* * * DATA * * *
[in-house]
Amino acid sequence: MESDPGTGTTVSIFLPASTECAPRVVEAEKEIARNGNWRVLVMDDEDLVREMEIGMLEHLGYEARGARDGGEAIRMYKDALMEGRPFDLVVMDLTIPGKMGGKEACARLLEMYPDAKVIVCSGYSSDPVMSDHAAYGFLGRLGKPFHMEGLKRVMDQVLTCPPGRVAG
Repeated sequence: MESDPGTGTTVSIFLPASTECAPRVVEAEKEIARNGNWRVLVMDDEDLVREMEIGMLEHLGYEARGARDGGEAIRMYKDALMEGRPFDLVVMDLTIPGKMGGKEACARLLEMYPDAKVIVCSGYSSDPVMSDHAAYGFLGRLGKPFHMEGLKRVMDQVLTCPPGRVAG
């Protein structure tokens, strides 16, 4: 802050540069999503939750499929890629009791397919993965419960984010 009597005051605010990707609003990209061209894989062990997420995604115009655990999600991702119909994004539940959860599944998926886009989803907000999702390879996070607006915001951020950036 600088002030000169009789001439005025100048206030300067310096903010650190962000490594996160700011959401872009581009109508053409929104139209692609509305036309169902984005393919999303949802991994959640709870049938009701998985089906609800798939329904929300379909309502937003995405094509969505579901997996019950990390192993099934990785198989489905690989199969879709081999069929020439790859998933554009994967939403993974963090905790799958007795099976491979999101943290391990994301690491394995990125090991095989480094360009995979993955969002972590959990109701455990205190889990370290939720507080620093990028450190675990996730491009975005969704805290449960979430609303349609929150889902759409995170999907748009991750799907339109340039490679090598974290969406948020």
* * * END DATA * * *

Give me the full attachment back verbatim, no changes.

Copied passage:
[in-house]
Amino acid sequence: MESDPGTGTTVSIFLPASTECAPRVVEAEKEIARNGNWRVLVMDDEDLVREMEIGMLEHLGYEARGARDGGEAIRMYKDALMEGRPFDLVVMDLTIPGKMGGKEACARLLEMYPDAKVIVCSGYSSDPVMSDHAAYGFLGRLGKPFHMEGLKRVMDQVLTCPPGRVAG
Repeated sequence: MESDPGTGTTVSIFLPASTECAPRVVEAEKEIARNGNWRVLVMDDEDLVREMEIGMLEHLGYEARGARDGGEAIRMYKDALMEGRPFDLVVMDLTIPGKMGGKEACARLLEMYPDAKVIVCSGYSSDPVMSDHAAYGFLGRLGKPFHMEGLKRVMDQVLTCPPGRVAG
């Protein structure tokens, strides 16, 4: 802050540069999503939750499929890629009791397919993965419960984010 009597005051605010990707609003990209061209894989062990997420995604115009655990999600991702119909994004539940959860599944998926886009989803907000999702390879996070607006915001951020950036 600088002030000169009789001439005025100048206030300067310096903010650190962000490594996160700011959401872009581009109508053409929104139209692609509305036309169902984005393919999303949802991994959640709870049938009701998985089906609800798939329904929300379909309502937003995405094509969505579901997996019950990390192993099934990785198989489905690989199969879709081999069929020439790859998933554009994967939403993974963090905790799958007795099976491979999101943290391990994301690491394995990125090991095989480094360009995979993955969002972590959990109701455990205190889990370290939720507080620093990028450190675990996730491009975005969704805290449960979430609303349609929150889902759409995170999907748009991750799907339109340039490679090598974290969406948020």